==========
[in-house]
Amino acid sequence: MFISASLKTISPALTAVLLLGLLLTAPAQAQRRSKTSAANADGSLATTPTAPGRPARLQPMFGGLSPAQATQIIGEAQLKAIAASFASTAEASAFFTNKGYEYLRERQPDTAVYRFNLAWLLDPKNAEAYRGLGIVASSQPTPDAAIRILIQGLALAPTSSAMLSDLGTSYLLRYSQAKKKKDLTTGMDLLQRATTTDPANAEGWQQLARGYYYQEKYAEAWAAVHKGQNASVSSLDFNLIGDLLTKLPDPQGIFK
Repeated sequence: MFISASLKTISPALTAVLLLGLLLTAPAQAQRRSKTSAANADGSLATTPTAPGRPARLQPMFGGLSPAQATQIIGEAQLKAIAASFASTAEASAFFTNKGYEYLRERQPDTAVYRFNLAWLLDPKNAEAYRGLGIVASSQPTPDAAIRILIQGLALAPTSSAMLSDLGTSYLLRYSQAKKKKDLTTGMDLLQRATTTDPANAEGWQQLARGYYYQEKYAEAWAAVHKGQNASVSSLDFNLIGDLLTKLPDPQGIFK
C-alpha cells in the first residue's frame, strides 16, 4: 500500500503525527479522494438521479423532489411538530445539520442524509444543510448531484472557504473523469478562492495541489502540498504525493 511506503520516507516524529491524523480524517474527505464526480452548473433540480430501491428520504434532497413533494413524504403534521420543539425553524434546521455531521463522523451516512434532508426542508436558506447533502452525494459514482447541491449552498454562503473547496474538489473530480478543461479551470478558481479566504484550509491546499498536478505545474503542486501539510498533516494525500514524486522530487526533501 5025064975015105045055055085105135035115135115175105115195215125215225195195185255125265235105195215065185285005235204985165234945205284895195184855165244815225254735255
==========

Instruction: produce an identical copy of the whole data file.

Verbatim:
[in-house]
Amino acid sequence: MFISASLKTISPALTAVLLLGLLLTAPAQAQRRSKTSAANADGSLATTPTAPGRPARLQPMFGGLSPAQATQIIGEAQLKAIAASFASTAEASAFFTNKGYEYLRERQPDTAVYRFNLAWLLDPKNAEAYRGLGIVASSQPTPDAAIRILIQGLALAPTSSAMLSDLGTSYLLRYSQAKKKKDLTTGMDLLQRATTTDPANAEGWQQLARGYYYQEKYAEAWAAVHKGQNASVSSLDFNLIGDLLTKLPDPQGIFK
Repeated sequence: MFISASLKTISPALTAVLLLGLLLTAPAQAQRRSKTSAANADGSLATTPTAPGRPARLQPMFGGLSPAQATQIIGEAQLKAIAASFASTAEASAFFTNKGYEYLRERQPDTAVYRFNLAWLLDPKNAEAYRGLGIVASSQPTPDAAIRILIQGLALAPTSSAMLSDLGTSYLLRYSQAKKKKDLTTGMDLLQRATTTDPANAEGWQQLARGYYYQEKYAEAWAAVHKGQNASVSSLDFNLIGDLLTKLPDPQGIFK
C-alpha cells in the first residue's frame, strides 16, 4: 500500500503525527479522494438521479423532489411538530445539520442524509444543510448531484472557504473523469478562492495541489502540498504525493 511506503520516507516524529491524523480524517474527505464526480452548473433540480430501491428520504434532497413533494413524504403534521420543539425553524434546521455531521463522523451516512434532508426542508436558506447533502452525494459514482447541491449552498454562503473547496474538489473530480478543461479551470478558481479566504484550509491546499498536478505545474503542486501539510498533516494525500514524486522530487526533501 5025064975015105045055055085105135035115135115175105115195215125215225195195185255125265235105195215065185285005235204985165234945205284895195184855165244815225254735255